Octreotide


Article Author:
Dipanjan Debnath


Article Editor:
Pramil Cheriyath


Editors In Chief:
Kranthi Sitammagari
Mayank Singhal


Managing Editors:
Avais Raja
Orawan Chaigasame
Carrie Smith
Abdul Waheed
Khalid Alsayouri
Trevor Nezwek
Radia Jamil
Erin Hughes
Patrick Le
Anoosh Zafar Gondal
Saad Nazir
William Gossman
Hassam Zulfiqar
Hussain Sajjad
Steve Bhimji
Muhammad Hashmi
John Shell
Matthew Varacallo
Heba Mahdy
Ahmad Malik
Sarosh Vaqar
Mark Pellegrini
James Hughes
Beata Beatty
Beenish Sohail
Nazia Sadiq
Hajira Basit
Phillip Hynes


Updated:
7/6/2019 11:11:54 AM

Indications

The primary FDA-approved indications of octreotide, seen by clinical studies, are for the treatment of acromegaly and thyrotrophinomas. In patients with acromegaly, octreotide has been documented to be clinically more effective than bromocriptine, through multiple clinical trials comparing both drugs. In the management of carcinoid syndrome, octreotide has been found to be more beneficial over the current treatment options, especially in cases of carcinoid crises, where it has shown to provide improved clinical outcomes. Additionally, in patients with tumors producing increased vasoactive intestinal peptide, such as VIPoma, especially those which have already metastasized and have become refractory to traditional symptomatic therapy, octreotide could be the drug of choice as evidenced by few clinical trials. Despite limited research, octreotide has been proven to be a first line therapy for stool or fistula output reduction in patients with high-output secretory diarrhea, such as those caused by cryptosporidium, especially seen in AIDS patients and those with small intestinal fistulas. Initial studies regarding the use of octreotide have provided positive outcomes in various conditions such as hyperinsulinemia induced neonatal hypoglycemia, insulin-dependent diabetes mellitus, reactive pancreatitis, dumping syndrome, and postprandial hypotension, however,  further studies are required to identify and document the utility of octreotide in the above diseases, before being incorporated in treatment guidelines.[1]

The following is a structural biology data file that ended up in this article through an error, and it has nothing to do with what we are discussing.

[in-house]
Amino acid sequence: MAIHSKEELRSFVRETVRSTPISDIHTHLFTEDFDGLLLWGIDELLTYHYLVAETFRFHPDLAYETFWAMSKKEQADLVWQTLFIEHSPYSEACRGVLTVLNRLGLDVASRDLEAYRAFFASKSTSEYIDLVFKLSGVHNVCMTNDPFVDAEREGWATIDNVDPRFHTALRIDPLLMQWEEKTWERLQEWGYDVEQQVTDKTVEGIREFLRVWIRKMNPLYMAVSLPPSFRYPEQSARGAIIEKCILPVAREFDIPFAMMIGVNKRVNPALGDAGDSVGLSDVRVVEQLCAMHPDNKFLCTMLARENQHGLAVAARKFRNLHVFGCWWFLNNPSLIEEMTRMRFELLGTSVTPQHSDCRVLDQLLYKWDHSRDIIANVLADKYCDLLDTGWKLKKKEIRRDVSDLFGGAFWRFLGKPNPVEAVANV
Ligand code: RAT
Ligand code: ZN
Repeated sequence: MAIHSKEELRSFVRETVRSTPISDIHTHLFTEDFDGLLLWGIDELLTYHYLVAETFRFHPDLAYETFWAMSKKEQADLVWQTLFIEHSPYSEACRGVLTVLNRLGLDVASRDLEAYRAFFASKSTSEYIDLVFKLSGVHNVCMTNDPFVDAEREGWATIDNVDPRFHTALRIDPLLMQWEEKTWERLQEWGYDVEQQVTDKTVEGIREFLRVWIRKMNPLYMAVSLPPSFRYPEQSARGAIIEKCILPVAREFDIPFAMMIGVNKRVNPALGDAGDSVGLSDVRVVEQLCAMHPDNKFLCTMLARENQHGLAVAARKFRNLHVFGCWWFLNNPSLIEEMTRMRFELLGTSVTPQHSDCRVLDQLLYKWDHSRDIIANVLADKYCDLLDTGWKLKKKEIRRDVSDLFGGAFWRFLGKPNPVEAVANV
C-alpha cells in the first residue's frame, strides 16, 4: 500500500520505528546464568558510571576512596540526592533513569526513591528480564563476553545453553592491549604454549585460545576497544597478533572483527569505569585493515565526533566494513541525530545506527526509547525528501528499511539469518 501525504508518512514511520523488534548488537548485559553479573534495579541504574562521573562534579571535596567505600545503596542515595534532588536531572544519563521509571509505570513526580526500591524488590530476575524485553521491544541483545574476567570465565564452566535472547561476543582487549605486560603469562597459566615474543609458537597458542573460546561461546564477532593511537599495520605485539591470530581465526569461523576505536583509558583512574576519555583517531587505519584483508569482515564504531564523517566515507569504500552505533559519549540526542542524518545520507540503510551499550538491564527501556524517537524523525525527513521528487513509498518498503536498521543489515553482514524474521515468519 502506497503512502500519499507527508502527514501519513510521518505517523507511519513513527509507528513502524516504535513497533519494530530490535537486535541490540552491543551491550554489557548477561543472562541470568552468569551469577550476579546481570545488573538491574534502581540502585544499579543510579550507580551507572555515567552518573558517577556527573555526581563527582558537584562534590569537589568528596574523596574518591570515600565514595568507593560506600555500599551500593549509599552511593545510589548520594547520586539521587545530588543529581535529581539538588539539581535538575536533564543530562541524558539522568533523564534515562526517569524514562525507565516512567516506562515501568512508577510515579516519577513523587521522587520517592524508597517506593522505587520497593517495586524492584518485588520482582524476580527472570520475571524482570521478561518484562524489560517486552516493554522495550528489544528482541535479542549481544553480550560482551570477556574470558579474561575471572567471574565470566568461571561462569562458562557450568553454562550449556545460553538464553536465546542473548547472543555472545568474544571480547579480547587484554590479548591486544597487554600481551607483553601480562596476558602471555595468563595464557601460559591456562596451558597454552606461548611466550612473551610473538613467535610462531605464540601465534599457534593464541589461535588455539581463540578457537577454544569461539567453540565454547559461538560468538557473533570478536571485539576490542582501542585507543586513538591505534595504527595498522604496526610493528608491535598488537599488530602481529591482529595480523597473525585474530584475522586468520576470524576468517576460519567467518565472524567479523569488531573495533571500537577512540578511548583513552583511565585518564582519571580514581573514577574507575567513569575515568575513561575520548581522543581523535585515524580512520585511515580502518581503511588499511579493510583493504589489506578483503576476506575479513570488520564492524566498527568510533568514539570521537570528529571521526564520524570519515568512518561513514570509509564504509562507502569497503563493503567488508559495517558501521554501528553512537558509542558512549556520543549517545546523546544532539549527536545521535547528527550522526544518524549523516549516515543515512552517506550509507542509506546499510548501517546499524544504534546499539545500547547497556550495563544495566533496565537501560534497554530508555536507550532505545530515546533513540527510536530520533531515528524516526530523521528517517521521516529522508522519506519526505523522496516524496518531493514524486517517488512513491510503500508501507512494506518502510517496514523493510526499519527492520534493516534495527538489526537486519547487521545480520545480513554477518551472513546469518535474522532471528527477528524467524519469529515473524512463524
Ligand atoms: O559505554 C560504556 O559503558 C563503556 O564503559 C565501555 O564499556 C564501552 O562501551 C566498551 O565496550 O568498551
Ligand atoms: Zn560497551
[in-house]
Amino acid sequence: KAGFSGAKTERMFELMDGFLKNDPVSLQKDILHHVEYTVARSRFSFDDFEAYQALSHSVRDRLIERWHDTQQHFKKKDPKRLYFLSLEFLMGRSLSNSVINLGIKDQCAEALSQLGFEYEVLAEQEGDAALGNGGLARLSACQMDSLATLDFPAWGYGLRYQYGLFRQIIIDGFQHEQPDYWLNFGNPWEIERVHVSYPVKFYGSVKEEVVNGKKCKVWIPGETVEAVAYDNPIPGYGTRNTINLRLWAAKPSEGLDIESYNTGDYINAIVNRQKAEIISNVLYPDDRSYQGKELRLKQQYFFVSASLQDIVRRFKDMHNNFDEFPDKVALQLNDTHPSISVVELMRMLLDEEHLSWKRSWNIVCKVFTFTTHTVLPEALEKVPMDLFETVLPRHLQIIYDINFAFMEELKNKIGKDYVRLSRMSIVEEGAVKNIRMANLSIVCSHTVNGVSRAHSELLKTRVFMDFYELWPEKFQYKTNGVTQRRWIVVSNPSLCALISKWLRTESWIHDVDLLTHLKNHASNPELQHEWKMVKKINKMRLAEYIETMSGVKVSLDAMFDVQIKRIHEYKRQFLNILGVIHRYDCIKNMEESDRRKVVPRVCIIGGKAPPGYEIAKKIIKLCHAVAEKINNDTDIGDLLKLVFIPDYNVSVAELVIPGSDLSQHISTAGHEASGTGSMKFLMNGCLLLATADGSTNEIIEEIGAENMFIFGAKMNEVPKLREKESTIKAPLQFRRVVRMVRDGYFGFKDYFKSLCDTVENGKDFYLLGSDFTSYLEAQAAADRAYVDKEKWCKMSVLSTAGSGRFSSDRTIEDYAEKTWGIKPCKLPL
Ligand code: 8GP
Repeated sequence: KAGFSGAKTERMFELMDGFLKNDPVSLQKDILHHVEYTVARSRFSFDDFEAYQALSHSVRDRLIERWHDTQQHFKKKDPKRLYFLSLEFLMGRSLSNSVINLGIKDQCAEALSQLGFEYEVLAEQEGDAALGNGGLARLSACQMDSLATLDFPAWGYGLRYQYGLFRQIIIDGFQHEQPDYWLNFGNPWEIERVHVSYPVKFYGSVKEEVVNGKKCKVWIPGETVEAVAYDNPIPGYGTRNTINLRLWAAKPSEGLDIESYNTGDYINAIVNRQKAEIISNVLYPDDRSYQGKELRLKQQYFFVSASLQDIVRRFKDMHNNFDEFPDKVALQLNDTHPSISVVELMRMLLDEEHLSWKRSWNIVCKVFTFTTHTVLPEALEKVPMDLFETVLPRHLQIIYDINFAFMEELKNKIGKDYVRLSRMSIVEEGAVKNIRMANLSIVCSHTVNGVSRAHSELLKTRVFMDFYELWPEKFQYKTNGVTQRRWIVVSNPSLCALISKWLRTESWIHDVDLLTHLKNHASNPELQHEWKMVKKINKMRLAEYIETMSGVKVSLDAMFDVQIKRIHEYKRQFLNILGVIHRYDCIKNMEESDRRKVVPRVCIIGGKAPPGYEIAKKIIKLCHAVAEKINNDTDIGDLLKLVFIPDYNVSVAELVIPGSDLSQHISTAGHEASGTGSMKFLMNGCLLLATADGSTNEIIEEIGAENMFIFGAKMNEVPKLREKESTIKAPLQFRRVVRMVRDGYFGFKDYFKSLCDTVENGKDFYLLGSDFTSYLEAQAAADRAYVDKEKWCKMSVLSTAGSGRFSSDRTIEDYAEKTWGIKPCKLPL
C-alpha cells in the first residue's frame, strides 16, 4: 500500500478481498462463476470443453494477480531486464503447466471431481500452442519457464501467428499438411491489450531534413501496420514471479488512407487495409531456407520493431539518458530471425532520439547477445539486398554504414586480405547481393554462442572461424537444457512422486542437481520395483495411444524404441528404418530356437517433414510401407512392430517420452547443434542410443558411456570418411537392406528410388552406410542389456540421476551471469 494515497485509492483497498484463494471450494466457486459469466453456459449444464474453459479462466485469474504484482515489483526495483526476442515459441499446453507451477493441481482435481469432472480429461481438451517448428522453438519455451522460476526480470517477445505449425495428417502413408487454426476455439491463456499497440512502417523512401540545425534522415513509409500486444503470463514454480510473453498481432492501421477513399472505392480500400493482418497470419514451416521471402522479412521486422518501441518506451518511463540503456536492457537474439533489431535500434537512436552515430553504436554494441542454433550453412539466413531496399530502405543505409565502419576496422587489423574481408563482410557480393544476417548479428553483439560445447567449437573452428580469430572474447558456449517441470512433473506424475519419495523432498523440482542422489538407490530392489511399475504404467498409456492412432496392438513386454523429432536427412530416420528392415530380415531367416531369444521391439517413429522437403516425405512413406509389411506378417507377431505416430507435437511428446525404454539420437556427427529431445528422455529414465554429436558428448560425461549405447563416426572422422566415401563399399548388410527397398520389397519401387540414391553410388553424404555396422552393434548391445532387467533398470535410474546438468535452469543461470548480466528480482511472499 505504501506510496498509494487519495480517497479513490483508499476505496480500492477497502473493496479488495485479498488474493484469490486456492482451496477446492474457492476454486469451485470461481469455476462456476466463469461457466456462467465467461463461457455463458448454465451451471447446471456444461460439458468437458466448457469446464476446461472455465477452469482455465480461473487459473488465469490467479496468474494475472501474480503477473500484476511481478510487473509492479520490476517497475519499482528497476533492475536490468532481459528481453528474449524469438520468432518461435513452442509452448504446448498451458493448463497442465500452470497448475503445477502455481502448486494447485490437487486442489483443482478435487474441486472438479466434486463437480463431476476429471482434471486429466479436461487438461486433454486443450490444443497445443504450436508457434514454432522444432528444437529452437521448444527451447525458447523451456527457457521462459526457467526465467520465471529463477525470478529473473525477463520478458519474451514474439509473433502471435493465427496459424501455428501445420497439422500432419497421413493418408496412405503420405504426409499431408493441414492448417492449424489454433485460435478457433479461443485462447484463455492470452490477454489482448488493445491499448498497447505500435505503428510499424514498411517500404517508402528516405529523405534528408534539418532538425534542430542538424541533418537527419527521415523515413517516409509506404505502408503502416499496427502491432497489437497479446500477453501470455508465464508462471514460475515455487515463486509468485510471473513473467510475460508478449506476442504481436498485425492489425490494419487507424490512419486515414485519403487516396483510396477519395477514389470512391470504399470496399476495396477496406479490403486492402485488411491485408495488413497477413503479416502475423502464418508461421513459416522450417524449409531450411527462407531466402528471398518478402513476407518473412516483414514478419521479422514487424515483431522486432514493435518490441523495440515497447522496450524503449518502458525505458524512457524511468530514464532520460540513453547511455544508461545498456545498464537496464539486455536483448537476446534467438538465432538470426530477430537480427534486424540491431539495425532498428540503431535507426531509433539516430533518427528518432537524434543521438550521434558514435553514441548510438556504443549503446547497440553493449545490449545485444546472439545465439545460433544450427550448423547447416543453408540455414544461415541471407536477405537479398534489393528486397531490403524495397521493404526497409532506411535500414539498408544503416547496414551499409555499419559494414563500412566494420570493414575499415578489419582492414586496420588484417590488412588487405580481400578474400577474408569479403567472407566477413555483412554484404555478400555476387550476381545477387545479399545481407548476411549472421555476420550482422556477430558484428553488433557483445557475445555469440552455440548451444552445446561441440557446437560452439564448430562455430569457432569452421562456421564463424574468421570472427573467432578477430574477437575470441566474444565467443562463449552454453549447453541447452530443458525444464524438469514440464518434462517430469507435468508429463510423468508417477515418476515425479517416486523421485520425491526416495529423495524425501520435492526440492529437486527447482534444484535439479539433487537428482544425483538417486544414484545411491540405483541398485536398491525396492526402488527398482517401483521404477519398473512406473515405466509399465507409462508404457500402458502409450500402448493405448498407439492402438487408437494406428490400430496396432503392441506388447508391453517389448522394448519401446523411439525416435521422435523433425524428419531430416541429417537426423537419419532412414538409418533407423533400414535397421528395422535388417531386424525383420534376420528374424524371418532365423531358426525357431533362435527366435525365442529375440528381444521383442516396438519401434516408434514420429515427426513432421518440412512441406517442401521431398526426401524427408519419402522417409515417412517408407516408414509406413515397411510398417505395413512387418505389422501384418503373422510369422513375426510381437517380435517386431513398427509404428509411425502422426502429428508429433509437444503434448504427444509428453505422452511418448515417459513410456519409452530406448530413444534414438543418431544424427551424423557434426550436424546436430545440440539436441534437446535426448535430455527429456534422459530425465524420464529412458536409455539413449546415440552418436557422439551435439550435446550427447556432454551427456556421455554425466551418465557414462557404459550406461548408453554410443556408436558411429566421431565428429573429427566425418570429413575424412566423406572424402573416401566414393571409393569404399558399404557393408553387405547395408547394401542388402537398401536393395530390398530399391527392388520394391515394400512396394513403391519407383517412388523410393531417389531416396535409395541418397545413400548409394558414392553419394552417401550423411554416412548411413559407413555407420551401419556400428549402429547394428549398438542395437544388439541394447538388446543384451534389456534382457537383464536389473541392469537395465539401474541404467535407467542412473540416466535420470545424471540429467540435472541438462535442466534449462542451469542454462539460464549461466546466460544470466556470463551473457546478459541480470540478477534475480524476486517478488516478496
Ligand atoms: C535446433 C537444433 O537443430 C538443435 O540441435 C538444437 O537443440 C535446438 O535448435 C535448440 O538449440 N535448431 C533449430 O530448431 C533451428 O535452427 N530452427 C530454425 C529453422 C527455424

Octreotide is also used off-label, not approved by FDA, in diarrhea which is refractory or persistent, that associated with chemotherapy and with graft-versus-host disease and AIDS-associated diarrhea caused by cryptosporidiosis.[2] Also, octreotide has found use in metastatic gastroenteropancreatic neuroendocrine tumors,[3] advanced thymoma and other thymic malignancies, prevention of carcinoid crisis, hepatorenal syndrome, hypoglycemia due to sulfonylurea, congenital hyperinsulinism,  ectopic  Cushing syndrome, hypothalamic obesity, Zollinger-Ellison syndrome, dumping syndrome after gastrectomy, and small intestinal fistulas.

USE OF OCTREOTIDE IN PREGNANT AND LACTATING PATIENTS           

Octreotide is a category B medication, as per FDA, which indicates that no documentation exists of identifiable fetal risk in animal reproduction studies and studies involving pregnant women are inadequate and ill-defined presently.[2]

Although studies regarding octreotide use during breastfeeding are few,[4] in various case reports with patients receiving the subcutaneous form octreotide, there was a significant level of the drug found in breast milk, almost at similar concentrations found in serum.[5] However, further studies showed that the oral absorption of octreotide was not very efficient.[1]

USE OF OCTREOTIDE IN PEDIATRIC POPULATION                                                         

In pediatric patients, especially those under the age of 6 years, evaluation of the efficacy and safety of octreotide remains undetermined due to a lack of well documented randomized controlled clinical trials. In multiple clinical trials and reports regarding octreotide use in the pediatric age group, especially in children less than 2 years of age serious adverse events, including and not limited to hypoxia, necrotizing enterocolitis, and fatal outcomes, have been documented. No well-established relationship between the adverse events and octreotide yet exists as most of the patients in the pediatric age group had clinically significant comorbid conditions.